Monday, December 6, 2010

Town and Country

I leave the village for one night , and one of my friends ends up in the hospital with malaria (and enjoys telling  me about the shots he had to take in his butt), the other spends the night in jail for chasing down a burglar but then he beat him up pretty bad.  Are they trying to tell me i shouldn't leave town? 
     I went to CKY to have tea at the ambassadors.  If you don't know anything about inviting PC folk to a nice function know this:  have lots of good food for the vultures to devour. PC volunteers have wide eyes and bottomless stomachs like hungry puppies.  We've been deprived too long, we look forward to the simplest of pleasures i.e. mixed nuts. Granted we may have been handed these on the plane or as a cheap snack in a bar and completely overlooked them before, but now when the lack of good food reaches all time highs, these simple snacks are golden. Worth fighting for really. Turn you're back and its gone.  Yes we are pathetic, but this is what we get reduced to.  In fact, I distinctly remember a time my mom called once while I was in Mali, and I was at a Mexican dinner where the food was just being put out.  I told her to call me later, otherwise I knew all the food would be gone, and this was a risk I wasn't about to take.  So anyway, needless to say, the tea in Conakry was a big success. We even made off with dinner napkins stuffed with cookies, mini-quiches, toasted almonds and the like - to be rationed out and consumed at a later, desperate time. The ambassador makes a hell of a 'purple punch' too.  I've been told it can be used to fuel the jets if the country runs out of fuel - I'd guess its been tested before.
           Its nice to be missed when i get back to village.  I walk around and make the rounds, telling everyone how Conakry was and how much i ate.  People love to hear any story that includes 'good eating.'  I walk with my friends to go check out a spot along the river, but its overgrown, so we turn back.  Its dusk now and i stop to watch the cranes flying into my favorite baobab tree.  I'm instantly reverential and in awe of nature.  This scene puts me at ease - I could do this every night.  When we get to the road, young boys are out practicing hiphop moves right in the middle of the street. Breaks, holds, and spins, they're full of energy and have found there own slice of freedom.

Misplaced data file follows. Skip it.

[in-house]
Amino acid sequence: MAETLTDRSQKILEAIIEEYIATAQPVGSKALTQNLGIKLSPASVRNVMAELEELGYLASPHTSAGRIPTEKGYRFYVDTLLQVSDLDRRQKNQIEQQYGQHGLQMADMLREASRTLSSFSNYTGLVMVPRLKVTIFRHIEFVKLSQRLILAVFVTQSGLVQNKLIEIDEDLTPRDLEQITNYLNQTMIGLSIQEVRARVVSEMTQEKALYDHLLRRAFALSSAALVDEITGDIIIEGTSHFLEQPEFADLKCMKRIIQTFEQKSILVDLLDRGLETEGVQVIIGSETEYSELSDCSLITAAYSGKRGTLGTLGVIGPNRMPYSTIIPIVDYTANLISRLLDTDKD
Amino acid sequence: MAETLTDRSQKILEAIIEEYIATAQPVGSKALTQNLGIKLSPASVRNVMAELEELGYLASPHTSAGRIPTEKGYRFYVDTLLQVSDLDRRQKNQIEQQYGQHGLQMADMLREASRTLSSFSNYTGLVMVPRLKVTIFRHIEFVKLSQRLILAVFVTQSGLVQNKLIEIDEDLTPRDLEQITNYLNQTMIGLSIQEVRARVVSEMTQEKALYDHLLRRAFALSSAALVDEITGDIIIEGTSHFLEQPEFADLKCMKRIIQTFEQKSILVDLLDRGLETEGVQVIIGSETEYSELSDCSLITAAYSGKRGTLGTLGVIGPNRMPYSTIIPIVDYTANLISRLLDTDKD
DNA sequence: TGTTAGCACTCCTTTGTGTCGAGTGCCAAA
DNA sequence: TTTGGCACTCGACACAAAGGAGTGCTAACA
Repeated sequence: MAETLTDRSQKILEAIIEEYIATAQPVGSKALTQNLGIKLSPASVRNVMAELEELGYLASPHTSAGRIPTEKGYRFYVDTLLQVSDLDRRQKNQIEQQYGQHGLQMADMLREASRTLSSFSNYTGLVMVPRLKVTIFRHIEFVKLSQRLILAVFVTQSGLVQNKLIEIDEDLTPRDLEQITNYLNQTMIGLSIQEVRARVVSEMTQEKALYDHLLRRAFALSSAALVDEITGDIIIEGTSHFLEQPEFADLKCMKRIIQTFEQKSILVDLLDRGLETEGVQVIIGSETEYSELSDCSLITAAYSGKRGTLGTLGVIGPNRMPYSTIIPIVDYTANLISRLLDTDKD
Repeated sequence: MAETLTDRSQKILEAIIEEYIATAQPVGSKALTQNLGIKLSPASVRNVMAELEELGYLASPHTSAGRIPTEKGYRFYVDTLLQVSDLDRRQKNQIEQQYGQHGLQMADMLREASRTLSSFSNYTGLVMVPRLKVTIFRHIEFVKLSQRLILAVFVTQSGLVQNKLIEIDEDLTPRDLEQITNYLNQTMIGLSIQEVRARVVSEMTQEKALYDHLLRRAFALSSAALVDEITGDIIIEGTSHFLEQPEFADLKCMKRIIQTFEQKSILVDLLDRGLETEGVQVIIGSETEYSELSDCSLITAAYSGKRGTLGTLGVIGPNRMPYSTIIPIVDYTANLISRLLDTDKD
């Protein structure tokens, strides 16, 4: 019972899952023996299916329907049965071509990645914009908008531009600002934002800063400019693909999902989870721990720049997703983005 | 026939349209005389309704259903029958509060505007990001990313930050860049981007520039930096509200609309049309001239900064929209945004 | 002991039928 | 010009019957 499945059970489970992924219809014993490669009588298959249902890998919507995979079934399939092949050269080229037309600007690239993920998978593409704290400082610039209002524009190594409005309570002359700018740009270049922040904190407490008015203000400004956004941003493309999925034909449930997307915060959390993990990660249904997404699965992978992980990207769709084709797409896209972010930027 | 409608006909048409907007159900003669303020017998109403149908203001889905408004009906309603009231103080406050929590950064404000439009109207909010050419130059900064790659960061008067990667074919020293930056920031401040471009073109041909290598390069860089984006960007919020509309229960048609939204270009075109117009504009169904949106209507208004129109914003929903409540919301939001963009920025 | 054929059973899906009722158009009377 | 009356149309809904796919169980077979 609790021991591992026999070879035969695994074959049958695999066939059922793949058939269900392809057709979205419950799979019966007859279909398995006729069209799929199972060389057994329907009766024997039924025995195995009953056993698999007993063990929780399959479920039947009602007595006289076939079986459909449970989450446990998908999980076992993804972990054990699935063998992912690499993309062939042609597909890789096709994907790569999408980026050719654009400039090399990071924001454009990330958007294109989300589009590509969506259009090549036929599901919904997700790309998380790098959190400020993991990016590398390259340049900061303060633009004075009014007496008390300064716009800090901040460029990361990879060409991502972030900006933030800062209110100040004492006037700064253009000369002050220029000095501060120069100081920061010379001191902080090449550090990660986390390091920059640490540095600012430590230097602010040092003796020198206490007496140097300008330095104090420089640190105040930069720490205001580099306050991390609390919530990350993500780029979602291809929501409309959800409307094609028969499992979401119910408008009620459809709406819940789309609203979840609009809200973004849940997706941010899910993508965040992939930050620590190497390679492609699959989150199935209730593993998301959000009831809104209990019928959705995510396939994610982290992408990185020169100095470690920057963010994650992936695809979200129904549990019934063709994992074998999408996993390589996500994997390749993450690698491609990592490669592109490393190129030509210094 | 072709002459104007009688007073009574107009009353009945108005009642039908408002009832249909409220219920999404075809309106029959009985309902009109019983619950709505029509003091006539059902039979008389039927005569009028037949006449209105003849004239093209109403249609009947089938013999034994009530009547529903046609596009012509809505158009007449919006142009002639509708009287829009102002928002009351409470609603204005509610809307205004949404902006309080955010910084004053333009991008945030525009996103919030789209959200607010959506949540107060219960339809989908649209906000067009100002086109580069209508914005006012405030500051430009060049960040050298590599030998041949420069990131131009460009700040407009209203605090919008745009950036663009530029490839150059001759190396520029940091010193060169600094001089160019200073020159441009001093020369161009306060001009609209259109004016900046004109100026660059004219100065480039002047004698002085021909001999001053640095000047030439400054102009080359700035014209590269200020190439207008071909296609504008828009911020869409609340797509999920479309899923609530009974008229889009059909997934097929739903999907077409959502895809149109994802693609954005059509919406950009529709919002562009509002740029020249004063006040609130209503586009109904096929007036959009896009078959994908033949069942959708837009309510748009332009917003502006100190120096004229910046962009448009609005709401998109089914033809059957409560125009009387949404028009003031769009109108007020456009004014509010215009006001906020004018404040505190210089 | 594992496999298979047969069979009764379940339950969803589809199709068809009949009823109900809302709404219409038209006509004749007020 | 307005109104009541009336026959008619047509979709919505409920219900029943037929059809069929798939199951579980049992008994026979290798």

We get back to the 'stoop' (yes, the ghetto tradition has its roots here : ) and I'm asked to talk about the US.  I explain how its further between NY and Cali (6hr) by airplane than from Conakry to Paris (5hr). Ilove this comparison because people can start to picture the vastness of the states; and also understand that, although I'm from the states, I'm not going to know XY and Z relative or friend in NY or Florida.  Then something comes up and I hear one say, ' the 52 states.' And they say 'yeah, 52 states in America.' Apparently the geography teacher here has been teaching them this.  I remind them that the US flag has 50 stars so we'd have to change the flag if we got a few more states.  Anyway, even though its basic info, they're real interested in all of this.  They feel like they don't really get the 'full scoop' here and are eager to get some outside perspective.  Glad i can be of service.  When its all said and done though , we're really teaching each other.    

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